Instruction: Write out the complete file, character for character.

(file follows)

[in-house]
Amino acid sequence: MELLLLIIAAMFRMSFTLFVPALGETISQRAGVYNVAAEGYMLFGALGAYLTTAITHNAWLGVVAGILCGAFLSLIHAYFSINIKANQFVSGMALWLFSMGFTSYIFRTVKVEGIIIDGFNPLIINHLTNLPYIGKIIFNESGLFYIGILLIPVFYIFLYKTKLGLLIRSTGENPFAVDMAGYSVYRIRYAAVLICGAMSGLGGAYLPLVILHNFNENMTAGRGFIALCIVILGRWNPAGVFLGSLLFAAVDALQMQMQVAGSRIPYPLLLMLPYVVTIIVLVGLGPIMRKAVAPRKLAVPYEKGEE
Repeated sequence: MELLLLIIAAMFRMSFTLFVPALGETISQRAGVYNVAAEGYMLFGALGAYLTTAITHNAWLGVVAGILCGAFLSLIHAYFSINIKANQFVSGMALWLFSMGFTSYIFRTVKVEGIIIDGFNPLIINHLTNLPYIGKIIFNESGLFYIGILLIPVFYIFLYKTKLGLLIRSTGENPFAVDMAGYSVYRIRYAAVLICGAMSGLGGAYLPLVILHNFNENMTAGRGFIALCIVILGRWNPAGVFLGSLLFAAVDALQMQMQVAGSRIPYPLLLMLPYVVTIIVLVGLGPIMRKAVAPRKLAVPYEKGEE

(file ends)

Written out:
[in-house]
Amino acid sequence: MELLLLIIAAMFRMSFTLFVPALGETISQRAGVYNVAAEGYMLFGALGAYLTTAITHNAWLGVVAGILCGAFLSLIHAYFSINIKANQFVSGMALWLFSMGFTSYIFRTVKVEGIIIDGFNPLIINHLTNLPYIGKIIFNESGLFYIGILLIPVFYIFLYKTKLGLLIRSTGENPFAVDMAGYSVYRIRYAAVLICGAMSGLGGAYLPLVILHNFNENMTAGRGFIALCIVILGRWNPAGVFLGSLLFAAVDALQMQMQVAGSRIPYPLLLMLPYVVTIIVLVGLGPIMRKAVAPRKLAVPYEKGEE
Repeated sequence: MELLLLIIAAMFRMSFTLFVPALGETISQRAGVYNVAAEGYMLFGALGAYLTTAITHNAWLGVVAGILCGAFLSLIHAYFSINIKANQFVSGMALWLFSMGFTSYIFRTVKVEGIIIDGFNPLIINHLTNLPYIGKIIFNESGLFYIGILLIPVFYIFLYKTKLGLLIRSTGENPFAVDMAGYSVYRIRYAAVLICGAMSGLGGAYLPLVILHNFNENMTAGRGFIALCIVILGRWNPAGVFLGSLLFAAVDALQMQMQVAGSRIPYPLLLMLPYVVTIIVLVGLGPIMRKAVAPRKLAVPYEKGEE